Tuesday, March 16, 2010

Why do Texas businesses incorporate in other states?

Many businesses benefit from incorporation. Limited liability, an unlimited lifespan, and various tax breaks are advantages every corporation enjoys. All incorporation, however, is not created equal. Every state has its own laws governing the formation and operation of corporations.

A business may incorporate in any state it chooses, regardless of where it is physically located. It should come as no surprise, then, to learn that many businesses are incorporated out of state in order to take advantage of another state’s business laws. Of all such states, none has proven more alluring to corporations than Delaware. Nearly a million business entities have legal foundations in Delaware, and that includes over half of all the Fortune 500 corporations.

Why Delaware? There are three major reasons. First, its laws are among the least restrictive to corporate decision making. For example, while many states, including Texas, require a two-thirds shareholder vote to affect most extraordinary corporate transactions, Delaware requires only a simple majority. Second, its courts are viewed as efficient and sophisticated in the area of corporate law and finance. Perhaps Delaware’s most distinct advantage is its Court of Chancery, which can date its existence back to 1792. Over the years this court has compiled well-recorded case law in corporate matters. Combined with the fact that judges rather than juries sit as the decision makers, corporations have ample confidence in the courts of Delaware. Third, the public sentiment is generally pro-corporation. People and elected officials understand that a substantial amount of the state budget comes from fees and taxes associated with businesses incorporated there, so state laws are geared towards maintaining this reputation.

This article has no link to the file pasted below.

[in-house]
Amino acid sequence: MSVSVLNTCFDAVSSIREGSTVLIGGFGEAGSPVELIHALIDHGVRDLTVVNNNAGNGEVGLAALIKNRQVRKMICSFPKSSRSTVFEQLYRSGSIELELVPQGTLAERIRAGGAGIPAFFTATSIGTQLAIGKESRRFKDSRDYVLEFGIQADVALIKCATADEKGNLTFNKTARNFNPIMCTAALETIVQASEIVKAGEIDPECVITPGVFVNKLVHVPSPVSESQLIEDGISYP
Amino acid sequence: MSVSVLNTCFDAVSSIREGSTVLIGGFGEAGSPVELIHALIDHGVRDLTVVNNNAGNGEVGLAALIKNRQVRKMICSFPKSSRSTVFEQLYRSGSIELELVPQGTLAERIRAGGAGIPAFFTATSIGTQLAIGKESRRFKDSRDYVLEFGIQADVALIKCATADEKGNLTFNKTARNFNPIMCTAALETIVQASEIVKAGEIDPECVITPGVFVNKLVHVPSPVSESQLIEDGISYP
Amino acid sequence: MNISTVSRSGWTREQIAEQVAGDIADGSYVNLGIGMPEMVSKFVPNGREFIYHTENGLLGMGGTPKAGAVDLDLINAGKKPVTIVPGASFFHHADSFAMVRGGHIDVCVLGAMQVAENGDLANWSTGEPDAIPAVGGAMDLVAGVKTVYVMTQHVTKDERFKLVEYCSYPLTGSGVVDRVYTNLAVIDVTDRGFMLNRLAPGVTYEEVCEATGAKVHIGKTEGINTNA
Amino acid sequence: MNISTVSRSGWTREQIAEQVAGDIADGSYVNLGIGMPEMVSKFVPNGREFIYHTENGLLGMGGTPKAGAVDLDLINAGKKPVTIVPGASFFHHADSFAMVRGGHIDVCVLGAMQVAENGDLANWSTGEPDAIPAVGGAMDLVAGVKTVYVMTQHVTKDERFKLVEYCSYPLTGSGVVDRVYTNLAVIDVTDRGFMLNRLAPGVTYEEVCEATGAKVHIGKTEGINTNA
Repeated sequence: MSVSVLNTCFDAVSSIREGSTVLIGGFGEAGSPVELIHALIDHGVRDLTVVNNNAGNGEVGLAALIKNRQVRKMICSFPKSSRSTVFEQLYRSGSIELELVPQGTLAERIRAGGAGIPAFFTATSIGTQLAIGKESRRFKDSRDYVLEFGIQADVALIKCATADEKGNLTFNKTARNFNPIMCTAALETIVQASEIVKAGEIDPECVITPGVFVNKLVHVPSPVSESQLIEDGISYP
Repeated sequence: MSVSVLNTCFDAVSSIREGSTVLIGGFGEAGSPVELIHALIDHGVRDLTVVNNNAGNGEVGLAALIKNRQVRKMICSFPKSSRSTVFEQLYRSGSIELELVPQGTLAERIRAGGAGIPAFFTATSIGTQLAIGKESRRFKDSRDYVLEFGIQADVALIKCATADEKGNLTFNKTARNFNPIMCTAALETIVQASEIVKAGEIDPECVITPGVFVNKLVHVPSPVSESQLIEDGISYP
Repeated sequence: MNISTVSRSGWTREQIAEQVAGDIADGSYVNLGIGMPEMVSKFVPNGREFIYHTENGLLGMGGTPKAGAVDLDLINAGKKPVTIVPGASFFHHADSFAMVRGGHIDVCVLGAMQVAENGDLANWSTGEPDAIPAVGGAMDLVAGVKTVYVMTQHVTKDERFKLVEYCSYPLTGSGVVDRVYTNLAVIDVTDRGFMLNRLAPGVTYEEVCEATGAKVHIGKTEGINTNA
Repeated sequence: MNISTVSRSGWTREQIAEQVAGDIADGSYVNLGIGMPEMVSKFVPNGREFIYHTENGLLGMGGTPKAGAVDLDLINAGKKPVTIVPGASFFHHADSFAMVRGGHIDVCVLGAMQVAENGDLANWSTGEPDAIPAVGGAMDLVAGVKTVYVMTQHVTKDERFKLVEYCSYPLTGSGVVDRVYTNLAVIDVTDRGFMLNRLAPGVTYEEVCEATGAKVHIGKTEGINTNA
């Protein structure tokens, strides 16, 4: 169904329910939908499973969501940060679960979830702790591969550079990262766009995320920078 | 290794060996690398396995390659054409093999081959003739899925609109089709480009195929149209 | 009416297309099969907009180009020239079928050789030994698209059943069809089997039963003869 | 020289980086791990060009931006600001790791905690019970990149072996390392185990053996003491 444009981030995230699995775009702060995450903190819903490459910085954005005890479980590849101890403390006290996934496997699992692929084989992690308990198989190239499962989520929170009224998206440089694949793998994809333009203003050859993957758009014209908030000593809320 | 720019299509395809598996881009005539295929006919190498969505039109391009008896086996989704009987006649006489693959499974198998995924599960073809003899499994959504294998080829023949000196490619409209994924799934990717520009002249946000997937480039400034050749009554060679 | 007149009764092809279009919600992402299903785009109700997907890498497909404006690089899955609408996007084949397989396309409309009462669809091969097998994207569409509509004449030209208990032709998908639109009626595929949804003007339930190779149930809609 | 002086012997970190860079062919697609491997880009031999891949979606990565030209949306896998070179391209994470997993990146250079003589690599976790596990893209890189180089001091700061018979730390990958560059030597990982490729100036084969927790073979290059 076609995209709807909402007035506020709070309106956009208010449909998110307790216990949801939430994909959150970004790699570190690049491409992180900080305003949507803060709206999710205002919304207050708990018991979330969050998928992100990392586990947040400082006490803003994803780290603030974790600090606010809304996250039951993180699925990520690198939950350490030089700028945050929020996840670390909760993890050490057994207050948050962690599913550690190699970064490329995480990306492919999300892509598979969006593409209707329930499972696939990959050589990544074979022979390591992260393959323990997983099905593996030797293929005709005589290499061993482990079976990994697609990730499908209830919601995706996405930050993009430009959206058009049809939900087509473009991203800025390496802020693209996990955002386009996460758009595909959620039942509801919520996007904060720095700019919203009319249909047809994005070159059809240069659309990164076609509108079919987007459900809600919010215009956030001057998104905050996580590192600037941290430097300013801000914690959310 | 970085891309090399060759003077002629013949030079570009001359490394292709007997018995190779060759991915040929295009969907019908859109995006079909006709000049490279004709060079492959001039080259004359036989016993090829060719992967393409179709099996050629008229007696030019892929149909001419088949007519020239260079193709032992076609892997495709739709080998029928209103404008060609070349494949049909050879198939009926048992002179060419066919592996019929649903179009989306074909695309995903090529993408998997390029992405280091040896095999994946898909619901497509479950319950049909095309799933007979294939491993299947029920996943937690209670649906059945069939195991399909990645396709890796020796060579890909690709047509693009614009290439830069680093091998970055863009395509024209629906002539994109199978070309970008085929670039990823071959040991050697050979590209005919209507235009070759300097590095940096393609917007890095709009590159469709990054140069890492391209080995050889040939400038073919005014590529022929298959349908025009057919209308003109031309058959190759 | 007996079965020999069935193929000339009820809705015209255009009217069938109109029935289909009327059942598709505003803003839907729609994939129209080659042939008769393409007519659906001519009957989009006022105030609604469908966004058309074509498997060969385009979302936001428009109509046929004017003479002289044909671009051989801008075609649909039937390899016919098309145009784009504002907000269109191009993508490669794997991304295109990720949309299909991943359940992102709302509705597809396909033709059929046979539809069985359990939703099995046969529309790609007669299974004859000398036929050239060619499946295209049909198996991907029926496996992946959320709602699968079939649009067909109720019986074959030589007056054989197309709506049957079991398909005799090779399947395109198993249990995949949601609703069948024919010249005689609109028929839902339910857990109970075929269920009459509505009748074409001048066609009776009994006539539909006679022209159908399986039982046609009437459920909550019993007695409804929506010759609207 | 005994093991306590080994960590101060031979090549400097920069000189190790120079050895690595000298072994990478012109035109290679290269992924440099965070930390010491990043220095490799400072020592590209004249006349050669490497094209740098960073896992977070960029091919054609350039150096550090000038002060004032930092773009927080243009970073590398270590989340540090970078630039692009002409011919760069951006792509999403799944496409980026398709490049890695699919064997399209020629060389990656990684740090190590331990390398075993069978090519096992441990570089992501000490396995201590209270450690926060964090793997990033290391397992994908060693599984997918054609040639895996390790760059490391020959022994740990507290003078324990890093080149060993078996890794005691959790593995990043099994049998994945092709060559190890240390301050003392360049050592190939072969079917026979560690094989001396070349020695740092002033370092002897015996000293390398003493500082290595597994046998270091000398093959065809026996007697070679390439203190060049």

If you think this is why Texas businesses incorporate in other states, you are only partially right. In reality, many do not incorporate elsewhere. For smaller or purely local businesses, there are several reasons to incorporate right here in Texas. Perhaps the biggest reason is that businesses incorporated out of state must qualify as “foreign corporations” where they do business. Since there are fees and taxes associated with this process, it often becomes more of a financial burden than benefit for smaller businesses to incorporate out of state. Another reason is that businesses incorporated in Delaware can be subject to lawsuit there. As a result, business owners may be hauled into a courtroom hundreds of miles away from their place of business (and residence for that matter). Finding a lawyer locally licensed in Delaware, or familiar enough with Delaware corporations to advise on corporate structure changes (or the expense of hiring Delaware counsel in addition to Texas counsel), is also a reason to register locally and form under Texas laws.

It is also important to understand that Texas is arguably among the three most corporate friendly states in America (Delaware and Nevada being the other two). Texas and Nevada business laws are very similar to those of Delaware, if not preferable in many instances. Perhaps the only thing lacking in both Texas and Nevada is corporate confidence in the courts. Over time, however, it would not be surprising to hear one ask the question, “Why do so many businesses incorporate in Texas?”
**This article was prepared by Matt Lloyd, and edited by Chloe Love.